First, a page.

|Real Name:||John Lewis|
|Birth Day:||February 21, 1940|
|Birth Place:||Greenwich, Connecticut, United States|
|Height||Weight||Hair Colour||Eye Colour||Blood Type||Tattoo(s)|
John Robert Lewis was born near Troy, Alabama, on February 21, 1940, the third of ten children of Willie Mae (née Carter) and Eddie Lewis. His parents were sharecroppers in rural Pike County, Alabama, of which Troy was (and still is) the county seat.
In 1955, Lewis first heard Martin Luther King Jr. on the radio, and he closely followed King's Montgomery bus boycott later that year. At age 15, Lewis preached his first public sermon. At 17 Lewis met Rosa Parks, notable for her role in the bus boycott, and met King for the first time at the age of 18. In later years, Lewis also credited evangelist Billy Graham, a friend of King's, as someone who "helped change me." Lewis also stated that Graham inspired him "to a significant degree" to fulfill his aspirations of becoming a minister.
Public ceremonies honoring Lewis began in his hometown of Troy, Alabama at Troy University, which had denied him admission in 1957 due to racial segregation. Services were then held at the historic Brown Chapel AME Church in Selma, Alabama. Calls to rename the Edmund Pettus Bridge in Selma, in Lewis's honor grew after his death. On July 26, 2020, his casket, carried by a horse-drawn caisson, traveled the same route over the bridge that he walked during the Bloody Sunday march from Selma to Montgomery, before his lying in state at the Alabama State Capitol in Montgomery.
In 1961, Lewis became one of the 13 original Freedom Riders. The group of seven blacks and six whites planned to ride on interstate buses from Washington, D.C. to New Orleans to challenge the policies of Southern states along the route that had imposed segregated seating on the buses, violating federal policy for interstate transportation. The Freedom Ride, originated by the Fellowship of Reconciliation and revived by James Farmer and the Congress of Racial Equality (CORE), was initiated to pressure the federal government to enforce the Supreme Court decision in Boynton v. Virginia (1960) that declared segregated interstate bus travel to be unconstitutional. The Freedom Rides revealed the passivity of local, state and federal governments in the face of violence against law-abiding citizens. The project was publicized; and organizers had notified the Department of Justice about it. It depended on the Alabama police to protect the riders, although the state was known for notorious racism. It did not undertake actions except assigning FBI agents to record incidents. After extreme violence broke out in South Carolina and Alabama, the Kennedy Administration called for a cooling-off period, with a moratorium on Freedom Rides.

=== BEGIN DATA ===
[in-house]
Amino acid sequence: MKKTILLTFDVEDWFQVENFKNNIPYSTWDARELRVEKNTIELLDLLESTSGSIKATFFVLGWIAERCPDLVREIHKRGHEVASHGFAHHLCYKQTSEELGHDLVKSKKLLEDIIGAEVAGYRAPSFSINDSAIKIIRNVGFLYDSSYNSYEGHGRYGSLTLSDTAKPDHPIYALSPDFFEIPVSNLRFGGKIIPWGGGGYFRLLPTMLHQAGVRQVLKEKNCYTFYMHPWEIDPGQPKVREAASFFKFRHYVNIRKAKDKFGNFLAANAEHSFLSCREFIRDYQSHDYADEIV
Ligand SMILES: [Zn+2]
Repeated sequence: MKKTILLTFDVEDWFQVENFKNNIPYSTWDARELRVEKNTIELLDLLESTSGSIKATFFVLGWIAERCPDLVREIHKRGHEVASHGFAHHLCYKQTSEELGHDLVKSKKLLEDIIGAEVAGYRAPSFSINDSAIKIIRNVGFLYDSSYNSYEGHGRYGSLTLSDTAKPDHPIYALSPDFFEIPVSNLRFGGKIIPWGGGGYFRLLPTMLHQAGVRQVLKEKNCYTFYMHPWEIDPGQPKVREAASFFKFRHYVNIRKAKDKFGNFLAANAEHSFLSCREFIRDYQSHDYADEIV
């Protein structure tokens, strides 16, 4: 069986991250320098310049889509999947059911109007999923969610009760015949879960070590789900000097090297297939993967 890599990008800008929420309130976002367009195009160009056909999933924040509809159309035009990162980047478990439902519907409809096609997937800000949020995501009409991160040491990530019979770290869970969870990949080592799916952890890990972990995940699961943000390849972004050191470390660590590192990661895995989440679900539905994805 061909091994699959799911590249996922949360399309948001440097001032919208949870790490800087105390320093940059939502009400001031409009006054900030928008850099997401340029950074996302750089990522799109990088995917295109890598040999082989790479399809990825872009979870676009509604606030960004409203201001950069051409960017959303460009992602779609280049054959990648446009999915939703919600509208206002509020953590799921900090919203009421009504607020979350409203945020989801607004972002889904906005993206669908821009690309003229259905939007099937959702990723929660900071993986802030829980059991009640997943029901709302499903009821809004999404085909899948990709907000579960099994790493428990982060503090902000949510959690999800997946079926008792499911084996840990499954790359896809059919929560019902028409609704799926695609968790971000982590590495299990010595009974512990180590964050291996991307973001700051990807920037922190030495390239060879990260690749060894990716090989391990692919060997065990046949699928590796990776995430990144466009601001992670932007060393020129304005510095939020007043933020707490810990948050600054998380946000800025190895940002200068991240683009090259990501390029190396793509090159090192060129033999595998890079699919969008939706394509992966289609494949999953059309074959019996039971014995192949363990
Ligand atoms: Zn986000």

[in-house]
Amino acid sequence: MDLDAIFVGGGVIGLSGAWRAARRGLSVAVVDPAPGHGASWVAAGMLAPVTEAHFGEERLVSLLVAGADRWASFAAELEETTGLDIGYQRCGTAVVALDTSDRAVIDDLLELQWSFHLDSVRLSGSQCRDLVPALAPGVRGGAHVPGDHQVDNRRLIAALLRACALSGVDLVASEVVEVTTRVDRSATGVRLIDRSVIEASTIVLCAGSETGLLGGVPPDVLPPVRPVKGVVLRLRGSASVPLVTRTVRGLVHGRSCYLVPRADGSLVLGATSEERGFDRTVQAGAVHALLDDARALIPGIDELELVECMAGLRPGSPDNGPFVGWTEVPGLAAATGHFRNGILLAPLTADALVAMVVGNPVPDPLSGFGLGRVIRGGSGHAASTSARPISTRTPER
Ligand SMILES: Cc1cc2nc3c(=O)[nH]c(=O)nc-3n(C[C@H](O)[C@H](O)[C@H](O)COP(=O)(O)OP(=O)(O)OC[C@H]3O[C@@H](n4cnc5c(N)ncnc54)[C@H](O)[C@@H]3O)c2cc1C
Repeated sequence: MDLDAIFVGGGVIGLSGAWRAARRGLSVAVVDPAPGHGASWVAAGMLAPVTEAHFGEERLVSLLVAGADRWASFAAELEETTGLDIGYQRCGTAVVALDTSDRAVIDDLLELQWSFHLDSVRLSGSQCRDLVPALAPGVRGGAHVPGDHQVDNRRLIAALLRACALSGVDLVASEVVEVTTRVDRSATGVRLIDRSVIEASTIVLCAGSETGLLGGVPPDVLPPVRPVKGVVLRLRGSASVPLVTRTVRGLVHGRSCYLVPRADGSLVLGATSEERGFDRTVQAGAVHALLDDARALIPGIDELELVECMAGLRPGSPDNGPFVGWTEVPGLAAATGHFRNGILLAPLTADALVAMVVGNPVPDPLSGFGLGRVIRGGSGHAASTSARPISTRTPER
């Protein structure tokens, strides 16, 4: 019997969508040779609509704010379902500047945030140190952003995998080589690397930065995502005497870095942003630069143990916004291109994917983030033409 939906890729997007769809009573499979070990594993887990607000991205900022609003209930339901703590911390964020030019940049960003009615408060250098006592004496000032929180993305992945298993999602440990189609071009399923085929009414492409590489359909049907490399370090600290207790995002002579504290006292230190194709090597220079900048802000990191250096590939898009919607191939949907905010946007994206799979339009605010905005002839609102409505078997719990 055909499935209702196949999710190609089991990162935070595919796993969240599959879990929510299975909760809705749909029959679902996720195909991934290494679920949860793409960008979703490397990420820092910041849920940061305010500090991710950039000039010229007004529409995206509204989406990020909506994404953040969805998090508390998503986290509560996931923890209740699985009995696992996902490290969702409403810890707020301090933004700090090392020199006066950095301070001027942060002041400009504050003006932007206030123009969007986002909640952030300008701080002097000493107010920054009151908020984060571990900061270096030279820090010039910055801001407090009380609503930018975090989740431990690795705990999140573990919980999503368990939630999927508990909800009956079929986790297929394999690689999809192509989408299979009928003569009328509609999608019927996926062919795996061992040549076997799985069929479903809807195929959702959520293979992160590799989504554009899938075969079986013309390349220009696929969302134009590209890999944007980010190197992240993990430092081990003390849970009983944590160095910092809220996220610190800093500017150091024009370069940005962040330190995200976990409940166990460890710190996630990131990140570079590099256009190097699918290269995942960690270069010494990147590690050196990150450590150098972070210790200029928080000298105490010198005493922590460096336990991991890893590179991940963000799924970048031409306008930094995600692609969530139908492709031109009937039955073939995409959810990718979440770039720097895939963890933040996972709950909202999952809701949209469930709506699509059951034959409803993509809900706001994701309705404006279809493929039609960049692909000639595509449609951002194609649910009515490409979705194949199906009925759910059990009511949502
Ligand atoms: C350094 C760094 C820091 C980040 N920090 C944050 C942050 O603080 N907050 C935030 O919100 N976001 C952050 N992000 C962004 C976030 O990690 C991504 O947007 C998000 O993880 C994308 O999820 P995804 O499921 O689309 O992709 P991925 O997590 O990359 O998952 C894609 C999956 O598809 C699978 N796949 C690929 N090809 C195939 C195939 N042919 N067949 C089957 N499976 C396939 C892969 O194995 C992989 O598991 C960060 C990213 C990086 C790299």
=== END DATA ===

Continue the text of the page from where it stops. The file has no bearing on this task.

In 1963, when Charles McDew stepped down as chairman of the Student Nonviolent Coordinating Committee (SNCC), Lewis, a founding member, was elected to take over. Lewis's experience was already widely respected. His courage and tenacious adherence to the philosophy of reconciliation and nonviolence had enabled him to emerge as a leader. He had already been arrested 24 times in the nonviolent movement for equal justice.
In 1963, as chairman of SNCC, Lewis was one of the "Big Six" leaders who were organizing the March on Washington that summer. The youngest, he was scheduled as the fourth to speak, ahead of the final speaker, Dr. Martin Luther King. Other leaders were Whitney Young, A. Philip Randolph, James Farmer, and Roy Wilkins.